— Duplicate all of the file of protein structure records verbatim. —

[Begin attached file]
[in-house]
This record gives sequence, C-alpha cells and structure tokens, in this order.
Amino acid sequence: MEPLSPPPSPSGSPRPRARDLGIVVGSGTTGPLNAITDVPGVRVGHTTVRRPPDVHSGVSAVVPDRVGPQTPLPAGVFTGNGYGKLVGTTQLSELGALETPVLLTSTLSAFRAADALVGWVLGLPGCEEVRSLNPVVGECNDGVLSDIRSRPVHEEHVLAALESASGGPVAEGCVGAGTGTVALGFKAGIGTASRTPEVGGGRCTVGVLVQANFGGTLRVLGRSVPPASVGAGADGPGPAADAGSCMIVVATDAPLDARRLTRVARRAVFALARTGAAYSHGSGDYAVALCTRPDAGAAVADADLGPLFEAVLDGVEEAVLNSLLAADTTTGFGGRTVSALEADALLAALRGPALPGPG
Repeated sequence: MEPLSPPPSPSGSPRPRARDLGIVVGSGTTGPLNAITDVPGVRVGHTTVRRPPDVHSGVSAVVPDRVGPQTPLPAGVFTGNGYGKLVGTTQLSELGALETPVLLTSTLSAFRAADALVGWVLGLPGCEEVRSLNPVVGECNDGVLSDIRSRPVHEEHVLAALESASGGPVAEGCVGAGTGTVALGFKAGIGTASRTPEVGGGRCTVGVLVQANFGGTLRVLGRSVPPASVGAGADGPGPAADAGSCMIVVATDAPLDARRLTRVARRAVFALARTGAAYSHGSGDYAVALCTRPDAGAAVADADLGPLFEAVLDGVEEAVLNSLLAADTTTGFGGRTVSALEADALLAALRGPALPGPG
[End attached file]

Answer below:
[in-house]
This record gives sequence, C-alpha cells and structure tokens, in this order.
Amino acid sequence: MEPLSPPPSPSGSPRPRARDLGIVVGSGTTGPLNAITDVPGVRVGHTTVRRPPDVHSGVSAVVPDRVGPQTPLPAGVFTGNGYGKLVGTTQLSELGALETPVLLTSTLSAFRAADALVGWVLGLPGCEEVRSLNPVVGECNDGVLSDIRSRPVHEEHVLAALESASGGPVAEGCVGAGTGTVALGFKAGIGTASRTPEVGGGRCTVGVLVQANFGGTLRVLGRSVPPASVGAGADGPGPAADAGSCMIVVATDAPLDARRLTRVARRAVFALARTGAAYSHGSGDYAVALCTRPDAGAAVADADLGPLFEAVLDGVEEAVLNSLLAADTTTGFGGRTVSALEADALLAALRGPALPGPG
Repeated sequence: MEPLSPPPSPSGSPRPRARDLGIVVGSGTTGPLNAITDVPGVRVGHTTVRRPPDVHSGVSAVVPDRVGPQTPLPAGVFTGNGYGKLVGTTQLSELGALETPVLLTSTLSAFRAADALVGWVLGLPGCEEVRSLNPVVGECNDGVLSDIRSRPVHEEHVLAALESASGGPVAEGCVGAGTGTVALGFKAGIGTASRTPEVGGGRCTVGVLVQANFGGTLRVLGRSVPPASVGAGADGPGPAADAGSCMIVVATDAPLDARRLTRVARRAVFALARTGAAYSHGSGDYAVALCTRPDAGAAVADADLGPLFEAVLDGVEEAVLNSLLAADTTTGFGGRTVSALEADALLAALRGPALPGPG